Phase 1 Study Initiated to Explore Safety/Efficacy of CAR T Cells in Ovarian Cancer


A phase 1 trial which will evaluate the safety and efficacy of chimeric antigen receptor T-cell therapy in ovarian cancer has begun.

A phase 1 trial evaluating the safety and efficacy of a novel chimeric antigen receptor (CAR) T-cell therapy in ovarian cancer has been initiated, according to a press release by Anixa Biosciences, Inc (Anixa).1

“We strongly believe that our unique targeting approach differentiates our CER-T platform from traditional CAR T approaches and that CER-T has potential to work in solid tumors where other therapies have failed," stated Amit Kumar, MD, president, chief executive officer, and chairman of Anixa, in a statement .

There have been positive results shown in regard to efficacy in CAR T-cell therapy in some hematological tumors. However, getting the same results with solid tumors, including ovarian cancer, has been challenging as in order to avoid negatively impacting the healthy cells of a patient, effective CAR T-cell therapy needs a specific antigen to recognize and target only cancer cells.

This CAR T-cell approach is known as a new chimeric endocrine receptor T-cell (CER-T) and targets the engineered T-cells as an endocrine receptor. The CER-T therapy being evaluated in this phase 1 study differs from traditional CAR T as it targets the follicle stimulating hormone receptor (FSHR).

"CAR T therapies are rapidly becoming an important player in cancer therapy, and our lab has developed a technology that has the potential to target tumors by using an existing biological mechanism that is well understood. If our CER-T approach is successful, it could serve as a model for future targeted CAR-T therapies in other cancer types. The goal in cancer therapy has always been to kill cancer cells with limited damage to healthy tissue, and we look forward to seeing how this CER-T therapy may be able to accomplish that in solid tumors, which have historically proven challenging to eradicate with cell therapy," said Jose R. Conejo-Garcia, MD, PhD, chair of the Department of Immunology at Moffitt Cancer Center and co-inventor of the CER-T technology, in the press release.

The CAR T technology approach is an autologous cell therapy made up of engineered T-cells. These T-Cells target the FSHR, and which research has shown is exclusively expressed on ovarian cells in healthy adult females.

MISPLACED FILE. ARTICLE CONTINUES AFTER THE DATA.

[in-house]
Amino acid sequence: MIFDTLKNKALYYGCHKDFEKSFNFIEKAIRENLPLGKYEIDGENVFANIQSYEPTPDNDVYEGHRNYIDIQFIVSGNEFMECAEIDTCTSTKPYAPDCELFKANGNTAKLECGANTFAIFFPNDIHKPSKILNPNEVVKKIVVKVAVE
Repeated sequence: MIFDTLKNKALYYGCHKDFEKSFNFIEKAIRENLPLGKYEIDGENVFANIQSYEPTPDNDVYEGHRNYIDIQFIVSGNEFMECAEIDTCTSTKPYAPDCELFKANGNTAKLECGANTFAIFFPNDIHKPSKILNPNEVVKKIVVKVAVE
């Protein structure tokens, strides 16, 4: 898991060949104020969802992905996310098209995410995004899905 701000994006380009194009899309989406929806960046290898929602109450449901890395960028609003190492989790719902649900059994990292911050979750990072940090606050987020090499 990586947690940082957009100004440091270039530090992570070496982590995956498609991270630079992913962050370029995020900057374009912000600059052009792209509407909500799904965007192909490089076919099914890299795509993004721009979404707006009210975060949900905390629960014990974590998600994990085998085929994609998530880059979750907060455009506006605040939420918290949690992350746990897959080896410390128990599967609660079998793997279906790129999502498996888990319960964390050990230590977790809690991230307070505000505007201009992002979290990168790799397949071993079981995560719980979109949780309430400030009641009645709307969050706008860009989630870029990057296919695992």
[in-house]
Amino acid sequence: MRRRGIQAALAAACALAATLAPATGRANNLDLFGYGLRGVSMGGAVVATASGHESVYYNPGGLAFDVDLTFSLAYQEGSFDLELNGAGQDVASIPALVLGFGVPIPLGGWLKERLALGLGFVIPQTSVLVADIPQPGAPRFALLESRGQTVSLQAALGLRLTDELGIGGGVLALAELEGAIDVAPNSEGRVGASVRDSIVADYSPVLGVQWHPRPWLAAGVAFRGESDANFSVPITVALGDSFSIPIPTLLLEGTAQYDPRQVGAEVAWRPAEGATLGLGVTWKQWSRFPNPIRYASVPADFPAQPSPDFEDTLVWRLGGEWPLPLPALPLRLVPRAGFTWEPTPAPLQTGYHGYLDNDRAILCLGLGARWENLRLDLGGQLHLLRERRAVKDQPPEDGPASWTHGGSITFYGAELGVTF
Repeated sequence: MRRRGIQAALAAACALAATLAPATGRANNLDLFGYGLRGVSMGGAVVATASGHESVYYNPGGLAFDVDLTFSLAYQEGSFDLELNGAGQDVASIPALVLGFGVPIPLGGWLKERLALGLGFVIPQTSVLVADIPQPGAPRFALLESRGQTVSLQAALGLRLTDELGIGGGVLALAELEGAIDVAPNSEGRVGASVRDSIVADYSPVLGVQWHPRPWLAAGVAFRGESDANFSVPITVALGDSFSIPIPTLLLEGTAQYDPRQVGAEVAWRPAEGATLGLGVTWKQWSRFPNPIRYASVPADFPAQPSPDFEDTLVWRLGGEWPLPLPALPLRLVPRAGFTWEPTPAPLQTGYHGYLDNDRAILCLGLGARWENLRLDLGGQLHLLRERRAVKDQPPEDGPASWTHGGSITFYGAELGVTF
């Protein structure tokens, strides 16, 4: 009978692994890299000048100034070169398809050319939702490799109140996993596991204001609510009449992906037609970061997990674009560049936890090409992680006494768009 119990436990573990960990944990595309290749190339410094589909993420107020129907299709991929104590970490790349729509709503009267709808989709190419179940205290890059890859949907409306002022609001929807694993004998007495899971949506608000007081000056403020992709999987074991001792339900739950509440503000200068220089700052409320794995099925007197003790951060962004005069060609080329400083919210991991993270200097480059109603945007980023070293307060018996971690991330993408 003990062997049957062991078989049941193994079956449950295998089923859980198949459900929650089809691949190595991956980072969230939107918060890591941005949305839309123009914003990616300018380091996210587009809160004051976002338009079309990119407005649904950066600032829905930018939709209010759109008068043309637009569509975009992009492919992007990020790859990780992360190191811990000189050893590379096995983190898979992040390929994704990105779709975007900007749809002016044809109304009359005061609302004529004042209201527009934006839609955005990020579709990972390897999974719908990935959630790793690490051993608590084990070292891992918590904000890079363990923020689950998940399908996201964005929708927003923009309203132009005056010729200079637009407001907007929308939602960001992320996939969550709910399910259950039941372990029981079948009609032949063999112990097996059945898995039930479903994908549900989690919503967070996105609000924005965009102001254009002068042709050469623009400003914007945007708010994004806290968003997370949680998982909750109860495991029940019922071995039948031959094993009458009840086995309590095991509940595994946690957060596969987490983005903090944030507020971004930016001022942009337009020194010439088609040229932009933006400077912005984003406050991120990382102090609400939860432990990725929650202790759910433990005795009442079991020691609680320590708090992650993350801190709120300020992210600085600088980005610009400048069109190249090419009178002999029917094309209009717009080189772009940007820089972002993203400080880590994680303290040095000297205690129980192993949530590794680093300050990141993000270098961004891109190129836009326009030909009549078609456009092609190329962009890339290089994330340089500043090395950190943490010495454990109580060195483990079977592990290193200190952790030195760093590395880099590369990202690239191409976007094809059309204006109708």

Although CAR T-cell therapy has shown positive results within some liquid tumors, there has not been any unequivocal positive data within solid tumors in humans. According to Anixa, 1 of the primary reasons CAR T efficacy in solid tumors has not been demonstrated yet is due to the lack of known antigens on the surface of solid tumor cells. One must review the key characteristics of the successes in liquid tumors in order to understand how to get the same outcomes in solid tumors.

CAR T cells have demonstrated effectiveness in leukemias and lymphomas that result when B-cells become cancerous, and the FDA even approved CAR-T therapies for B-cell tumors that target CD-19, a highly specific protein on B-cells, in February, 2022. Because CD-19 is selective to B-cells and does not exist on other cells in the body, CAR T is designed to attack this protein and will not target other cells or organs in the body.

Though the CAR T-cell therapy will kill healthy B-cells as well as the cancerous B-cells, the patient can survive without any B-cells so long as they receive proper care.

"There are limited treatment options for recurrent, chemo-resistant ovarian cancer, and this platform holds immense promise to change that. I am hopeful that this program represents a unique opportunity for us to potentially make a truly game-changing impact for patients with ovarian cancer and other solid tumors," added Robert Wenham, MD, MS, FACOG, FACS, the trial's lead investigator and chair of the Department of Gynecologic Oncology at Moffitt Cancer Center, in the press release.

Anixa biosciences announces the initiation of its ovarian cancer CAR-T phase 1 trial at moffitt cancer center. Anixa Biosciences, Inc. News Release. March 30, 2022. Accessed April 4, 2022.
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